Precisely to the same degree that she’d been mothered in disappointment, in embittered moderation, in the stifling of unreasonable expectations, in second-generation cynicism toward collapsed gleaming visions of the future, the morose detachment of the suburbs, Miriam was in fact a Bolshevik of the five senses. Her whole body demanded revolution, her whole character screamed to see high towers raised up and destroyed. Every yearning Rose might ever have wished to dampen had been doubly instilled in her daughter. For all her quashing of utopias, Rose had merely been proving Miriam’s innate suspicion that life was elsewhere.
In a nutshell: If Tessa Hadley had grown up Jewish in Brooklyn, her Stella would’ve been Lethem’s Miriam.
Like the Hadley excerpts (and yes, this is an excerpt, backstory for the novel that isn’t here), I thought the parts were greater than their sum. I loved some individual scenes, and there’s prose and imagery to die for (like Rose’s early miscarriage: “… the pregnancy lapsed, in the privacy of night, leaking out of Rose in gobs and streams…”), but in the end, it’s another teenage rebellion story, with generational echoes of Rose’s backstory. As I understand it from Lethem’s Page-Turner interview, the novel follows Miriam to sites of revolution beyond Brooklyn. I can see how this section would be great background for that.
We start off with backstory (to the backstory) about the mom, Rose, who bonded with another Communist at a cell meeting, and, despite their differences (he the urbane German Jew vs. she the Polish Brooklyn variety) married him after she missed her third period. One miscarriage and four years later Miriam was born; shortly thereafter, Dad, more Communist that Jew and not Brooklyn at all, fled the family to return to Germany:
In 1948, the year Miriam’s father left, she was given an album. Last Sunday mornin’, Lord, Lord, Lord! Oh my daddy went ahuntin’, Lord, Lord, Lord. …The way her mother handled the album reminded Miriam of the Jewish ritual actions Rose despised… really any time Miriam had ever witnessed a Jew handling papers of importance or turning the pages of a book as if unworthy, grateful, ennobled, discreetly defiant, all at once. Rose opened her political books in this way.
The folksong “The Gray Goose,” sung by Burl Ives, plays a strong thematic role throughout this excerpt (I wonder if it persists through the entire novel). It’s interesting how we co-opt symbols. It seems “The Gray Goose” was originally a black southern folk song, recorded by Leadbelly, and had strong anti-slavery connotations: a footnote crediting John Greenway’s journal article “The Flight of the Gray Goose: Literary Symbolism in the Traditional Ballad” points out “the indestructible figure of the Gray Goose who though shot, picked, pickled, and boiled, etc., couldn’t be stopped. At the end of the folksong, the Gray Goose flies away from its tormenters and escapes to freedom.” And in case you don’t have your copy of Southern Folklore Quarterly #18 from 1954 lying around, my library is obtaining the article for me from UMaine in Orono, which shows you just what a public library can do just for the asking. It’ll take a few weeks, though (they’re in summer session and nobody’s home), so I’ll have to return to it at that time. Addendum: the article arrived faster than expected; details here.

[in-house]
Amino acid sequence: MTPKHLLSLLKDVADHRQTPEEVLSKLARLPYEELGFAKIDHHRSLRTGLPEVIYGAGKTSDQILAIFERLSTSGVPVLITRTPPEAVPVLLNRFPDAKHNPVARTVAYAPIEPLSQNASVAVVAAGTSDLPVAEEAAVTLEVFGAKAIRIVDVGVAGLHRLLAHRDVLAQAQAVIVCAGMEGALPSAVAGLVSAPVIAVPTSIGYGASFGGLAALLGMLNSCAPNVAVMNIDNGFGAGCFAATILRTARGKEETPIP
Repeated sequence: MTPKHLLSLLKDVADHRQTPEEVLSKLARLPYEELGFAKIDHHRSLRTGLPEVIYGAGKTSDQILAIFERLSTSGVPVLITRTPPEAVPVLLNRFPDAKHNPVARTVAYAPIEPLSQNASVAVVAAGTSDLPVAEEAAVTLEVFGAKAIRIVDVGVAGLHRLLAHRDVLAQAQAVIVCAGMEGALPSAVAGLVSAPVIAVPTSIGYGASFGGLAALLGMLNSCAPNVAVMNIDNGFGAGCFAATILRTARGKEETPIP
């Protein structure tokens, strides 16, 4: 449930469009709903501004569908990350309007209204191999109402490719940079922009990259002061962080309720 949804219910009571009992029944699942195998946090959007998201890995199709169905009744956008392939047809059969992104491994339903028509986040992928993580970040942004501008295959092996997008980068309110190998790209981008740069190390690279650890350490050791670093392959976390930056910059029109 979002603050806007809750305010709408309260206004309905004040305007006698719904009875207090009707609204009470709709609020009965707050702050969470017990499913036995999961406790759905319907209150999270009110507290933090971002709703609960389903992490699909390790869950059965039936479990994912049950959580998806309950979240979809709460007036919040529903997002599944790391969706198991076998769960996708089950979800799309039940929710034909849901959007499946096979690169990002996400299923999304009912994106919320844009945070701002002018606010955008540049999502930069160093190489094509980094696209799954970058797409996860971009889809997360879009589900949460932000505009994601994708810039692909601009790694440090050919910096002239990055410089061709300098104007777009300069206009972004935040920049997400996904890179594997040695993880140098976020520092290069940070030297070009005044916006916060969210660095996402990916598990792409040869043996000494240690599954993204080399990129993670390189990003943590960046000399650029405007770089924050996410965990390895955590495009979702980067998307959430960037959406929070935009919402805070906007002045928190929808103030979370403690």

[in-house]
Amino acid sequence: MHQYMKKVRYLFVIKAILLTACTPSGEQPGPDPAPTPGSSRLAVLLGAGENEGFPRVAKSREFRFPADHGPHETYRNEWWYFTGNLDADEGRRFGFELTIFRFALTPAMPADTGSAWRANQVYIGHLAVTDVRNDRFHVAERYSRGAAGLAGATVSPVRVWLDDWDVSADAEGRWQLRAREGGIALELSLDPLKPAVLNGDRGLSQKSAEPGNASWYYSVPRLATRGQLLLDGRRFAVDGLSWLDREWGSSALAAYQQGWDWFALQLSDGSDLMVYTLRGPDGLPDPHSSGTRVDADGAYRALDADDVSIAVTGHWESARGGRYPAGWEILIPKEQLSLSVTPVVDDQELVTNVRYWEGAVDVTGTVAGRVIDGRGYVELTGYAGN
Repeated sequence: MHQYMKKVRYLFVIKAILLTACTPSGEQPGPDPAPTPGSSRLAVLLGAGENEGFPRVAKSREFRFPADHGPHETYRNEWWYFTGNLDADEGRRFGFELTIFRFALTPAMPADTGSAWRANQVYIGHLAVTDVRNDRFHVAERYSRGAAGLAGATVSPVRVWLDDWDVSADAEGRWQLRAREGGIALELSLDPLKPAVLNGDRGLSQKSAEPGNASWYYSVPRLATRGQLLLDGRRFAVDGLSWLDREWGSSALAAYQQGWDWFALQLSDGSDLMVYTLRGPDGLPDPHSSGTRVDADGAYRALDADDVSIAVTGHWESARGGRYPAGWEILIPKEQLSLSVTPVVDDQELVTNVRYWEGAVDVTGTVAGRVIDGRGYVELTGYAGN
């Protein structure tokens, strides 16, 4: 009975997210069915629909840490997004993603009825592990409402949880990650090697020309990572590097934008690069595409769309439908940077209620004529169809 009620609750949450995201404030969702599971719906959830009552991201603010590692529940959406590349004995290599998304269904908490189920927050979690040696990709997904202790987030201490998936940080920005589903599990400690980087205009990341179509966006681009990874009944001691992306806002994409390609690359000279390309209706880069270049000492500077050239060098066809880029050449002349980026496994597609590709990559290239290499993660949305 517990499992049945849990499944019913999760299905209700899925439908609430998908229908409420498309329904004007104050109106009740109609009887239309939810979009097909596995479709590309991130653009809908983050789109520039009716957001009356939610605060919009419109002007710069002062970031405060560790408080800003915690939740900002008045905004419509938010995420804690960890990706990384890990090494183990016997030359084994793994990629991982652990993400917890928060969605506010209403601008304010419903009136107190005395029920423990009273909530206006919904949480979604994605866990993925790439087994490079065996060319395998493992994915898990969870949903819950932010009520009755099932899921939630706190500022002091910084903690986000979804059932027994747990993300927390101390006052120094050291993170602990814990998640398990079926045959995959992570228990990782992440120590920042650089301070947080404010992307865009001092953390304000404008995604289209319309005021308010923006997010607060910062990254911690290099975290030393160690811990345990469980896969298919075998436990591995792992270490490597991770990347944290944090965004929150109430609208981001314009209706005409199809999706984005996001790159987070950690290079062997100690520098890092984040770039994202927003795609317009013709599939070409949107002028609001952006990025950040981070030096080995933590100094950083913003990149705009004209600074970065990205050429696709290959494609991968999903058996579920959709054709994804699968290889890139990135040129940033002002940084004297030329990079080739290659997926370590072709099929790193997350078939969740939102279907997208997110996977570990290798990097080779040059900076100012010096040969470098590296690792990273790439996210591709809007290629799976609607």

Given Rose’s early enthusiasm for communism, it’s interesting she treats Burl Ives with such reverence, as he was one of those who “named names” to save his career. Then again, given the far greater betrayal of her husband’s abandonment of the family, it’s probably just a footnote to Rose’s conversion from ideologue to bitter cynic.
In any case, explaining the Bolshevik interpretation of “The Gray Goose” is Miriam’s way, ten years later in 1956, of establishing her communist roots to her date and her more desirable target, a Columbia student to whom she hopes to lose her virginity. The twists the tale takes along the way to this goal are pretty hilarious, but given the multisensory nature of Miriam’s rebellion, I was most interested by the subway scene in which she initiates the Columbia boy, already suffering from “boroughphobia – fear of Brooklyn” – to the best curve on the I. R. T.:
“It’s the only place in the system where you can watch the front cars of the train you’re on pull into a station from the rear cars,” Miriam said. Hammering the point home, she felt like Rose. Like she’d picked up Rose’s hammer of personality to impress the Columbia boy, to bonk against his broad, pretentiously daft forehead. (How could you go to so much trouble to arrive in New York City, as the throngs at Columbia and Barnard had, and not ride the system?) As if Miriam’s life-exuberance pointed back toward Rose’s punitive ferocity, just the way the I.R.T. screamed in the direction of home.
No matter where you go, there you are. It’s a nice way to keep the relationship between Rose and Miriam in the forefront, echoing Rose’s relationship with her husband as detailed in the first part of the excerpt. While Miriam’s attempt to be grown-up at 16 by going to a cozy Greenwich Village student hangout and losing her virginity, she’s got that same mix of boldness and fear that comes with all teenagers in varying degrees. She thinks of her Columbia man in terms of passing muster with Rose, then shakes off that thought as irrelevant: too late, we all saw the remaining apron string that, as hard as she tries to deny it, still remains her guideline, even if just to show her the path she wants to rebel against.
Maybe it isn’t Tessa Hadley at all; maybe it’s just the universality of teenager separation anxiety, the love/hate push-pull. Whatever it is, it’s probably, as I said, a great foundation for the novel. But no one ever told the realtor, “This is my dream house,” after just seeing the foundation.